embedded residue. i’ve been home one year.

well.  it’s official.  i can no longer start a sentence with “last year on the world race…”  i’ve been on american soil for three hundred and sixty five days. [minus the week-long stint in ireland last fall].  whoa.  deep breath.

i landed in lax sometime in the afternoon a year ago.  the lady looked at my passport and said “you’ve been gone for quite some time.  welcome home.” to which i offered a fake smile as i fought back tears.  then i stood in customs for three hours before finally walking out into american civilization.  i spent the evening with my world race bff’s before hopping on a red-eye back to missouri.

i walked off of a plane in springfield and hugged my family.  we drove home.  the first thing i did was try on an old pair of jeans to make sure they still fit.  then i took a nap.  we ate lasagna for dinner.  and normal life just kind of began again.

countless times over the last year when i have thought back to my time on the world race i’ve  felt like it was nothing more than a dream.  a crazy adventure that just kind of happened but it wasn’t real.  except that it was real.  so real, in fact, that the residue is still on me.  not the africa dirt and asia smell.  but the residue of the things i saw.  the prayers i prayed and people i met.  the residue of feelings i felt and dreams i dared to dream.  it’s still on me, the glory of it all.

in fact, it’s just being embedded deeper and deeper into who i am.

i spent three weeks at home.  mostly i tried to catch up with the friends and family i had missed for eleven months.  i ate a lot of food and drank a lot of coffee.  i packed up my life and drove to georgia, where i’ve spent the last eleven months on a brand new adventure and at the same time discovering a new kind of normal.

my first few months in georgia were mostly spent in tears.  i cried because i was lonely.  i cried because i missed being on the field.  i missed holding babies and praying for sick people.  i cried because i had no plan.  i cried because i had absolutely no idea how to do my job.  sometimes i cried because it was the only thing i knew to do in the midst of trying to process and re-enter to so many things.  but, over the months, slowly but surely the tears have become fewer and farther between.  i promise.  ask allison.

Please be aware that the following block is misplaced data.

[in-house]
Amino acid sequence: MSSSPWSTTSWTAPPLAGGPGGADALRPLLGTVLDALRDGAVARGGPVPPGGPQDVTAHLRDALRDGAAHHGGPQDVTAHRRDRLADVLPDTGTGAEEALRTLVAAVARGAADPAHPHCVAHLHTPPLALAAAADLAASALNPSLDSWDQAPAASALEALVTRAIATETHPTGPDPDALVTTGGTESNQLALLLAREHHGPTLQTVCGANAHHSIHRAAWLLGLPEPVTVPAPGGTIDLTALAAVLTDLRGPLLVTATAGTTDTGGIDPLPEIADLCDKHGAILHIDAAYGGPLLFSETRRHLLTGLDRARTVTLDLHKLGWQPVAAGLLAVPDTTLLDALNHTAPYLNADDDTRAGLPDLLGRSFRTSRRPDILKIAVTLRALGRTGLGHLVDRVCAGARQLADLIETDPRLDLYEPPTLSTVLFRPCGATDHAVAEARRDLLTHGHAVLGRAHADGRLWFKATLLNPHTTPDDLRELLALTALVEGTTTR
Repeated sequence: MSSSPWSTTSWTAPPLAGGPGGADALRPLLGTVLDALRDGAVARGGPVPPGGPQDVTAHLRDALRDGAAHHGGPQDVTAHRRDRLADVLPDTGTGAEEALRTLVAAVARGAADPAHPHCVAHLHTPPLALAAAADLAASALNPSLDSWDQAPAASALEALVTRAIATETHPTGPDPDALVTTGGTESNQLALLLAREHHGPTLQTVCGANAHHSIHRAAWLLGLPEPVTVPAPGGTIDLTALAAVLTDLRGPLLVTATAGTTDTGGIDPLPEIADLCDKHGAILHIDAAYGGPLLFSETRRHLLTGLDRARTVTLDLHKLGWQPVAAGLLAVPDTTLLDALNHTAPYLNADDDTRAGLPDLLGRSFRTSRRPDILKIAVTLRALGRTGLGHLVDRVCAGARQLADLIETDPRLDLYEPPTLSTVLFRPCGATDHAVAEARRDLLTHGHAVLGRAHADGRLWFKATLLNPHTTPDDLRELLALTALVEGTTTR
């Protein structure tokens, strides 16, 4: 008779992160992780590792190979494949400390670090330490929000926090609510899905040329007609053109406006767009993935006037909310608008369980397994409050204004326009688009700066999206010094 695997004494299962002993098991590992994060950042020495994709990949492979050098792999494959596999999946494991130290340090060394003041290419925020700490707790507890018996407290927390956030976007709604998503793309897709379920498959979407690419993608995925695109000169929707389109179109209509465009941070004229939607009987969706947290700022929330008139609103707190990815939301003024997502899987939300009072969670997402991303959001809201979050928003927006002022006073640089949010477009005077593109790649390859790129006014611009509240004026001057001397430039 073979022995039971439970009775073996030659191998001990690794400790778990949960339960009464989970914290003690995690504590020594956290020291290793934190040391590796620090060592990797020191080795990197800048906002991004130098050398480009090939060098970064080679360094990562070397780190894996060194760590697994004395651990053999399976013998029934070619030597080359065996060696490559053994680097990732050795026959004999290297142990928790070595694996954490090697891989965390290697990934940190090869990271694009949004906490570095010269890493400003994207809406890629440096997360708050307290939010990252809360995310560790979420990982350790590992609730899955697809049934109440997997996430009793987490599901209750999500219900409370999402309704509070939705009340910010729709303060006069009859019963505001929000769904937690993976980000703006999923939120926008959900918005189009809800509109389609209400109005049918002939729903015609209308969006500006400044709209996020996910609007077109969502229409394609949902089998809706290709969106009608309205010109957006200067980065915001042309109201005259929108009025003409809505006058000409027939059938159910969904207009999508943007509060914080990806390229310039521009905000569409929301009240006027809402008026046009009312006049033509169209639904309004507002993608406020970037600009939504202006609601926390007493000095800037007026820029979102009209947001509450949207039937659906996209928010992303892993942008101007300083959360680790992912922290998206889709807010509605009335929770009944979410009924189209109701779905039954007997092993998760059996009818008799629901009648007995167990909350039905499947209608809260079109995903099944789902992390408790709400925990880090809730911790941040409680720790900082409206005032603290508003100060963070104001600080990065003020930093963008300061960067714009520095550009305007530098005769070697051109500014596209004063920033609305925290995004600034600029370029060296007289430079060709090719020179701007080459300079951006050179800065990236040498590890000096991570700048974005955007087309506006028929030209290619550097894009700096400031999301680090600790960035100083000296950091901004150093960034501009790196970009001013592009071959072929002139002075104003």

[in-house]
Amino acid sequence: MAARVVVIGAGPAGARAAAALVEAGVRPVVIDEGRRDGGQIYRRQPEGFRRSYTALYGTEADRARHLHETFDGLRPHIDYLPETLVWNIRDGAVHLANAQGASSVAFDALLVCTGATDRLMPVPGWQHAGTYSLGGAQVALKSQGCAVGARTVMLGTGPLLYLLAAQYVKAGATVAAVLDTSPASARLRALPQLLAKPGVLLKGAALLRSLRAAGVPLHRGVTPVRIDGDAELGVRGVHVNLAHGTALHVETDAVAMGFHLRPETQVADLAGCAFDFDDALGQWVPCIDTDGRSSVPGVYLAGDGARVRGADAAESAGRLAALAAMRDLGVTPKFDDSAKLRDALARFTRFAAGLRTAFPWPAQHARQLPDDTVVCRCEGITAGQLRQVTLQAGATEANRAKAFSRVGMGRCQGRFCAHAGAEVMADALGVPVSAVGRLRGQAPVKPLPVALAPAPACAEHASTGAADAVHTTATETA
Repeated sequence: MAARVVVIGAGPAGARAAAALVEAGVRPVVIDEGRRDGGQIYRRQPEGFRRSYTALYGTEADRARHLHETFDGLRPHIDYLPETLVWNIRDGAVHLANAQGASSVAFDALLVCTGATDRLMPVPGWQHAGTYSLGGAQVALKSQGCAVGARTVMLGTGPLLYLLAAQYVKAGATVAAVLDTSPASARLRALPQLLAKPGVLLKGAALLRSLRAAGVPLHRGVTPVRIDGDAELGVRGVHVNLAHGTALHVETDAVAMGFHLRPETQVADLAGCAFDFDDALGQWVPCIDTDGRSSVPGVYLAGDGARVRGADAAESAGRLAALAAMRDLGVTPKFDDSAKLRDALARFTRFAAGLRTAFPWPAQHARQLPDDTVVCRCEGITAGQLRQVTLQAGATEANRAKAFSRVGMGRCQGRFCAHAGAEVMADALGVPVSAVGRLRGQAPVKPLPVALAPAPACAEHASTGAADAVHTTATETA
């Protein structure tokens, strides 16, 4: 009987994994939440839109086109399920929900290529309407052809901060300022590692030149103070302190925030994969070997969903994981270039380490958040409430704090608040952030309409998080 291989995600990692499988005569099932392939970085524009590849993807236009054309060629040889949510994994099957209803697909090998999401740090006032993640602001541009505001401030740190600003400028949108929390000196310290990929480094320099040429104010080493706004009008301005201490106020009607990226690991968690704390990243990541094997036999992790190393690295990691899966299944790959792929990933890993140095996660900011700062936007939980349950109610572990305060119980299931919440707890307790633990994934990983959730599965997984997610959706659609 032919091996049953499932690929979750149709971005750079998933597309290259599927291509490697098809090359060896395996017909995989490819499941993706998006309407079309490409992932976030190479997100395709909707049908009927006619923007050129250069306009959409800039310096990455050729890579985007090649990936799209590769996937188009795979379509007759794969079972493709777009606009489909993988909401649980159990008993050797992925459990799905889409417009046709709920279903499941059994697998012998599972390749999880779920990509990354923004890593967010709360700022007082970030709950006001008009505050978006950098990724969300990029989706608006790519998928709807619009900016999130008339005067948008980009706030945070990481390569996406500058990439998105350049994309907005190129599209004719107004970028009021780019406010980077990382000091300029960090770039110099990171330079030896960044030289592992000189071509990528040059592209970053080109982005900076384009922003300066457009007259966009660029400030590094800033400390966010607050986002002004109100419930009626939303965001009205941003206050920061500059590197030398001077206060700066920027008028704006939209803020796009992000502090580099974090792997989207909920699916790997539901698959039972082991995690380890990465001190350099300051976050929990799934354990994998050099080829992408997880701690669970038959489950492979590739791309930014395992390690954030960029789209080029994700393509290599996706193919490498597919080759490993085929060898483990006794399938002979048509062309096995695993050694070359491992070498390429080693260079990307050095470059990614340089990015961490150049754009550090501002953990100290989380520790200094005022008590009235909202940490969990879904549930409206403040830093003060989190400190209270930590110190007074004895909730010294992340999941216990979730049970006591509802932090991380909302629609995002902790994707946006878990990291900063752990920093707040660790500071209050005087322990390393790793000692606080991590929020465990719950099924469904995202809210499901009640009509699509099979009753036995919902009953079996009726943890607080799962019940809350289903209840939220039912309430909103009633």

i’ve become somewhat settled.  in gainesville, yes.  but mostly in my spirit.  i’ve got a bit of handle on why i’m here.  i’m not so lonely anymore. and i’ve figured some things out about my job.  i feel like i’ve processed the things i’ve seen; even though i still miss the african babies.  i guess i don’t really have a plan.  but i don’t feel like i really need one right now, so that’s refreshing.

anyways.  a lot has happened in the last year.  a lot of good things and a lot of hard things.  some broken places have been exposed and some other broken places have been healed.  i’m more whole than i was a year ago.  i’m more confident and hopeful than i was a year ago.  i’m definitely more free than i was year ago. and i am so much more thankful thank i was a year ago.

i’m thankful for the journey of the world race.  i’m thankful for the journey the last eleven months in georgia have been.  as thankful as i am for the past, i want to be the kind of person who looks ahead to the future with hope and great expectation.  there’s really no telling what’s in store for the next three hundred and sixty five days.  but my prayer is that the residue of my past journeys would become more deeply embedded as i set my eyes and heart towards the journey ahead.